Edward B. Marks Music Corp. v. Colorado Magnetics, Inc. , 357 F. Supp. 280 ( 1973 )


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  • 357 F. Supp. 280 (1973)

    EDWARD B. MARKS MUSIC CORPORATION, Plaintiff,
    v.
    COLORADO MAGNETICS, INC., c/b/a Sound Values, Inc., et al., Defendants.

    No. Civ-73-85.

    United States District Court, W. D. Oklahoma.

    April 18, 1973.

    *281 Charles B. Lutz, Jr., Speck, Philbin & Fleig, Attys., Inc., Oklahoma City, Okl., and Robert C. Osterberg, Abeles, Clark & Osterberg, New York City, for plaintiff.

    Jerry J. Dunlap, and Charles A. Codding, Dunlap, Laney, Hessin & Dougherty, Oklahoma City, Okl., for defendants, Colorado Magnetics, Inc., Randy Sherman, and Harry Cummings, Jr.

    FINDINGS OF FACT AND CONCLUSIONS OF LAW

    CHANDLER, District Judge.

    Plaintiff having moved this Court for a Preliminary Injunction pursuant to Rule 65 of the Federal Rules of Civil Procedure, and said motion having come on to be heard before this Court on February 16, 1973, the Court, with the consent of the parties hereto ordered that the trial of the action on the merits be advanced and consolidated with the hearing of said application, the Court having granted, by Order dated March 15, 1973, the joint motion of the parties for an Order pursuant to Rule 42(a) of the Federal Rules of Civil Procedure separating the trial of the issue of liability herein. And the Court having heard and considered the evidence, all deposition testimony and exhibits, and the briefs of the parties, finds the facts and states the conclusions of law as follows:

    FINDINGS OF FACT

    1. The Plaintiff Edward B. Marks Music Corporation (Marks) is a New York corporation having its principal place of business in New York City, New York. Joseph Auslander was the President of MARKS at the time of filing of this suit and at all times material to this suit.

    2. The Defendant Colorado Magnetics, Inc. (Magnetics) is a Colorado corporation and was domesticated in the State of Oklahoma in November of 1972. Magnetics has a place of business located in Oklahoma City, Oklahoma and has three tradenames: Sound Values, Inc.; Sound Values Marketing Corp.; and Magnetic Recorders, Inc., each of said tradenames being registered in the State of Oklahoma as a corporate tradename of Colorado Magnetics, Inc.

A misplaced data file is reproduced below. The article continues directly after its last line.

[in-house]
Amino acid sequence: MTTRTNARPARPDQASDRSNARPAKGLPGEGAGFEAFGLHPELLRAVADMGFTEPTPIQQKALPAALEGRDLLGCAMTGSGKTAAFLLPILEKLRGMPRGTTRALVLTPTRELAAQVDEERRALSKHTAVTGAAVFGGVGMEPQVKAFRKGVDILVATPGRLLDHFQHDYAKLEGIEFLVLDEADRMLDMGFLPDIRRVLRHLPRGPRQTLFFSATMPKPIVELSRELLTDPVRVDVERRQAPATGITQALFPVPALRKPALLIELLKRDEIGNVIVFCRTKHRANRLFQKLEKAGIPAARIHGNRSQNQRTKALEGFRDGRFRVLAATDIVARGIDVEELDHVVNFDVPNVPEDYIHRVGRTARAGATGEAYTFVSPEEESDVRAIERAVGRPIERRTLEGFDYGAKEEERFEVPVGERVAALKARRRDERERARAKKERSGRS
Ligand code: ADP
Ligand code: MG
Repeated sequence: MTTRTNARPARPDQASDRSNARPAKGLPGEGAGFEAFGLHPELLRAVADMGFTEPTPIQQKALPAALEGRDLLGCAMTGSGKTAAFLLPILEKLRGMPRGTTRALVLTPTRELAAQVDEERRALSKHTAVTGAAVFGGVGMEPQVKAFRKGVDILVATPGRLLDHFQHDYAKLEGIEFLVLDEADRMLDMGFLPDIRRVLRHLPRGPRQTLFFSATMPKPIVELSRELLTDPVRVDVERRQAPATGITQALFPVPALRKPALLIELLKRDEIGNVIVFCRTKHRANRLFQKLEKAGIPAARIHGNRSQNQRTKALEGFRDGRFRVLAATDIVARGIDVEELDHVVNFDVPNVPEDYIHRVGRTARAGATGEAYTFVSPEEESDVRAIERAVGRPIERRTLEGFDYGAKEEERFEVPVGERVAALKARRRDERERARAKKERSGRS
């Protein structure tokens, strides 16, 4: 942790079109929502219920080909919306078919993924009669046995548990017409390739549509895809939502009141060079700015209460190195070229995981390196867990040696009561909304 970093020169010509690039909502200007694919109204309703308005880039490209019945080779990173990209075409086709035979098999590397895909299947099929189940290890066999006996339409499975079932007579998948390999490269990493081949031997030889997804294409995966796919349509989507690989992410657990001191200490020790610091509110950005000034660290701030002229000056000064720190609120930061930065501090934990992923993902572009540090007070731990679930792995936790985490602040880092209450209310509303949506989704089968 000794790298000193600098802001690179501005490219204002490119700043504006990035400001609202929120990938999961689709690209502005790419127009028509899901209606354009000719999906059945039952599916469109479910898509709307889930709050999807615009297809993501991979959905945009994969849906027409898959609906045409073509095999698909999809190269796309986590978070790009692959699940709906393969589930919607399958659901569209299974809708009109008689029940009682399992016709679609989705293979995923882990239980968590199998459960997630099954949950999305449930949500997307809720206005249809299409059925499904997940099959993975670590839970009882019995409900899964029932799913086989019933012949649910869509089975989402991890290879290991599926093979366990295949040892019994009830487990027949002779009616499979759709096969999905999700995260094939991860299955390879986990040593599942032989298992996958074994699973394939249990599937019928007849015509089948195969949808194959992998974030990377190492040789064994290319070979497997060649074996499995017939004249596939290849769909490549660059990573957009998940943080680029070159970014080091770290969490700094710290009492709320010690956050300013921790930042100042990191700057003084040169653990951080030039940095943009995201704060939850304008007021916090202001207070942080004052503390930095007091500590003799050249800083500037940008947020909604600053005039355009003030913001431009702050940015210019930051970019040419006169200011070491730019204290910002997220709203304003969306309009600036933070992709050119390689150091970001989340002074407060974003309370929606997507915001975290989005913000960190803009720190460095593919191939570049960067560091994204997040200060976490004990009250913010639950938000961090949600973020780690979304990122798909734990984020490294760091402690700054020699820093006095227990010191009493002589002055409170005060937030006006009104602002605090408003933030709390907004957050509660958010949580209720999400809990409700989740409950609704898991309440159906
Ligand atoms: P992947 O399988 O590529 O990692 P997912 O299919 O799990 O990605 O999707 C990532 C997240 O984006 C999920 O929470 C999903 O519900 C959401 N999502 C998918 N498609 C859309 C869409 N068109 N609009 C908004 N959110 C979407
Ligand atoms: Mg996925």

3. The Defendant Randy Sherman (Sherman) is an individual residing in Oklahoma City, Oklahoma and is the President of Magnetics.

    4. The Defendant Harry Cummings, Jr. (Cummings) is an individual residing in Oklahoma City, Oklahoma and is the Secretary-Treasurer of Magnetics.

    5. The Plaintiff has brought this lawsuit alleging the Defendants Sherman, Cummings and Magnetics have infringed certain of its copyrighted musical compositions. The Defendants have answered denying infringement and asserting affirmative defenses that the Defendants' use of the Plaintiff's musical compositions in suit is within the compulsory license provision of the Copyright Law and that the Plaintiff is estopped to deny the Defendants' use is not within the compulsory license provision of the Copyright Law, the Defendants further asserting that the Plaintiff's musical compositions in suit are unenforceable against the Defendants because of the Plaintiff's inequitable conduct, unclean hands and misuse of its musical compositions in suit.

    6. Marks is a music publisher and, in general, acquires title to various musical compositions from the respective authors/composers via assignments or agreements. Marks then registers its claim to copyright or records its assignment of a claim to copyright in the various musical compositions. Marks derives income via its ownership of the copyrights in the various musical compositions through such uses as recording uses, public performance uses and motion picture sound track uses.

    7. This case involves Marks' right to receive compensation for recording uses of the musical compositions controlled by it. When an individual or company desires to produce a sound recording utilizing *282 musical compositions controlled by Marks, the individual or company either negotiates with Marks for a license or, in those instances where Marks has previously acquiesced in the recording use of a particular musical composition, the individual or company desiring to use the musical compositions may serve notice of intention to use the musical compositions on Marks in accordance with the compulsory license provision of the Copyright Law. In either event, Marks receives what is referred to as a "mechanical royalty" for each recording use of its musical compositions from the licensees, either negotiated licenses or licenses obtained in accordance with the compulsory license provision of the Copyright Law.

    8. Marks introduced a considerable amount of background evidence relating to the performance of the recording artist, the costs incurred by some of the major recording companies, such as CBS and RCA, for producing recordings of various musical compositions and the promotion efforts of these recording companies and the music publisher with respect to obtaining public acceptance of a particular musical composition or recording thereof. None of the Plaintiff's witnesses were able to testify from their own knowledge, nor was any evidence produced as to the recording or promotion costs incurred by their companies relating to recordings of the musical compositions in suit. However, all of this evidence was considered by the Court as background evidence in reaching the Court's determination of the legal and factual issues involved in this case.